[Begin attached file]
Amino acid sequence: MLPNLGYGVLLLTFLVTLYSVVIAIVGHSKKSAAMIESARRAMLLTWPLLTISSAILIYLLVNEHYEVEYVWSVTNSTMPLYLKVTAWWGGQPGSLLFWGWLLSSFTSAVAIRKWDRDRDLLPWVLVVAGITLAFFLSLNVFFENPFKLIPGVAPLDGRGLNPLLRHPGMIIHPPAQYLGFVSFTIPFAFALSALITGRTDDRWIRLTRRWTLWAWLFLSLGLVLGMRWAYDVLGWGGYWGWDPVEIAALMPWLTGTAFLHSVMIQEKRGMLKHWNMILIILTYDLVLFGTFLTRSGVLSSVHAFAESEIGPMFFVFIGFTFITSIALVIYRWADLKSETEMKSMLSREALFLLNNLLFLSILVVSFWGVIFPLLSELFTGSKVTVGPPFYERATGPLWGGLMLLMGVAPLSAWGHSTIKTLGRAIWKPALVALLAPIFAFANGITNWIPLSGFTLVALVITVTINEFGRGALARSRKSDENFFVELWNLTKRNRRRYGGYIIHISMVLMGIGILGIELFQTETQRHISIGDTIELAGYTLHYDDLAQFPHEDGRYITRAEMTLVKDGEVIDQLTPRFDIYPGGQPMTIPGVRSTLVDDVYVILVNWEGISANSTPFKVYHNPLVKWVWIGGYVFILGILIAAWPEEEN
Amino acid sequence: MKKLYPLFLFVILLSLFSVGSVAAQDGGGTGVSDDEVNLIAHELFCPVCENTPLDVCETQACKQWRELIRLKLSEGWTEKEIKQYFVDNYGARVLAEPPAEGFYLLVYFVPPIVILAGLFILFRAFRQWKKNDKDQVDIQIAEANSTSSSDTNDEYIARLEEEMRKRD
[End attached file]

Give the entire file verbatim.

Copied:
Amino acid sequence: MLPNLGYGVLLLTFLVTLYSVVIAIVGHSKKSAAMIESARRAMLLTWPLLTISSAILIYLLVNEHYEVEYVWSVTNSTMPLYLKVTAWWGGQPGSLLFWGWLLSSFTSAVAIRKWDRDRDLLPWVLVVAGITLAFFLSLNVFFENPFKLIPGVAPLDGRGLNPLLRHPGMIIHPPAQYLGFVSFTIPFAFALSALITGRTDDRWIRLTRRWTLWAWLFLSLGLVLGMRWAYDVLGWGGYWGWDPVEIAALMPWLTGTAFLHSVMIQEKRGMLKHWNMILIILTYDLVLFGTFLTRSGVLSSVHAFAESEIGPMFFVFIGFTFITSIALVIYRWADLKSETEMKSMLSREALFLLNNLLFLSILVVSFWGVIFPLLSELFTGSKVTVGPPFYERATGPLWGGLMLLMGVAPLSAWGHSTIKTLGRAIWKPALVALLAPIFAFANGITNWIPLSGFTLVALVITVTINEFGRGALARSRKSDENFFVELWNLTKRNRRRYGGYIIHISMVLMGIGILGIELFQTETQRHISIGDTIELAGYTLHYDDLAQFPHEDGRYITRAEMTLVKDGEVIDQLTPRFDIYPGGQPMTIPGVRSTLVDDVYVILVNWEGISANSTPFKVYHNPLVKWVWIGGYVFILGILIAAWPEEEN
Amino acid sequence: MKKLYPLFLFVILLSLFSVGSVAAQDGGGTGVSDDEVNLIAHELFCPVCENTPLDVCETQACKQWRELIRLKLSEGWTEKEIKQYFVDNYGARVLAEPPAEGFYLLVYFVPPIVILAGLFILFRAFRQWKKNDKDQVDIQIAEANSTSSSDTNDEYIARLEEEMRKRD